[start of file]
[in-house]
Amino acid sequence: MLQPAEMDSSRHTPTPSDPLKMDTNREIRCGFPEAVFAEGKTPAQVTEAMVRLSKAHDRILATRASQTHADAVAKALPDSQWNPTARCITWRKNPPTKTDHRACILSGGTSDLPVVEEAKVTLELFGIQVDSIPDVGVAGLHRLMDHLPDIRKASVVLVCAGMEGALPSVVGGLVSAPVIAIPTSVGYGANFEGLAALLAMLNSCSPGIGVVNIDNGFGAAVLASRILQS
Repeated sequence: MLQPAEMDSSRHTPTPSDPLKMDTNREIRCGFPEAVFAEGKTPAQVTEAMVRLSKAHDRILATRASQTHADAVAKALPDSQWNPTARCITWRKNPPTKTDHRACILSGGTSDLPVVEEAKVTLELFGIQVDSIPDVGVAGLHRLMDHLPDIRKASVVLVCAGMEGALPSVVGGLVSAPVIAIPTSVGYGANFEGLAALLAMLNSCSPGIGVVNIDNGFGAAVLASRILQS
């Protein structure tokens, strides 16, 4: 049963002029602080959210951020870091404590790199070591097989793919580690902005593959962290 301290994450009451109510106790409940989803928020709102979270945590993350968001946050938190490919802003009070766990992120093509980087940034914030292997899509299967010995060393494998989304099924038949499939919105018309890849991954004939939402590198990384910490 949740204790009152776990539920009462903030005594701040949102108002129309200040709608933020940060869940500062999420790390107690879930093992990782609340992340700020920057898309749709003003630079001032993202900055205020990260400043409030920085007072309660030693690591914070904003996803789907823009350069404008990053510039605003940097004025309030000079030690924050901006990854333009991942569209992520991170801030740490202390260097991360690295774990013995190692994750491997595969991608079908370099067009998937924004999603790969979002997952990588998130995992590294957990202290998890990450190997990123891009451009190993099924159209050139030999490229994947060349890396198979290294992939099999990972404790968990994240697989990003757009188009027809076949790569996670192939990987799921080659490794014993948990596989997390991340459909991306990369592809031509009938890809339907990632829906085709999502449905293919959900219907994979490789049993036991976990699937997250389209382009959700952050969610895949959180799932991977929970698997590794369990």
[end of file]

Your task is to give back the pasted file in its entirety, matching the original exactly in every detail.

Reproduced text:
[in-house]
Amino acid sequence: MLQPAEMDSSRHTPTPSDPLKMDTNREIRCGFPEAVFAEGKTPAQVTEAMVRLSKAHDRILATRASQTHADAVAKALPDSQWNPTARCITWRKNPPTKTDHRACILSGGTSDLPVVEEAKVTLELFGIQVDSIPDVGVAGLHRLMDHLPDIRKASVVLVCAGMEGALPSVVGGLVSAPVIAIPTSVGYGANFEGLAALLAMLNSCSPGIGVVNIDNGFGAAVLASRILQS
Repeated sequence: MLQPAEMDSSRHTPTPSDPLKMDTNREIRCGFPEAVFAEGKTPAQVTEAMVRLSKAHDRILATRASQTHADAVAKALPDSQWNPTARCITWRKNPPTKTDHRACILSGGTSDLPVVEEAKVTLELFGIQVDSIPDVGVAGLHRLMDHLPDIRKASVVLVCAGMEGALPSVVGGLVSAPVIAIPTSVGYGANFEGLAALLAMLNSCSPGIGVVNIDNGFGAAVLASRILQS
């Protein structure tokens, strides 16, 4: 049963002029602080959210951020870091404590790199070591097989793919580690902005593959962290 301290994450009451109510106790409940989803928020709102979270945590993350968001946050938190490919802003009070766990992120093509980087940034914030292997899509299967010995060393494998989304099924038949499939919105018309890849991954004939939402590198990384910490 949740204790009152776990539920009462903030005594701040949102108002129309200040709608933020940060869940500062999420790390107690879930093992990782609340992340700020920057898309749709003003630079001032993202900055205020990260400043409030920085007072309660030693690591914070904003996803789907823009350069404008990053510039605003940097004025309030000079030690924050901006990854333009991942569209992520991170801030740490202390260097991360690295774990013995190692994750491997595969991608079908370099067009998937924004999603790969979002997952990588998130995992590294957990202290998890990450190997990123891009451009190993099924159209050139030999490229994947060349890396198979290294992939099999990972404790968990994240697989990003757009188009027809076949790569996670192939990987799921080659490794014993948990596989997390991340459909991306990369592809031509009938890809339907990632829906085709999502449905293919959900219907994979490789049993036991976990699937997250389209382009959700952050969610895949959180799932991977929970698997590794369990």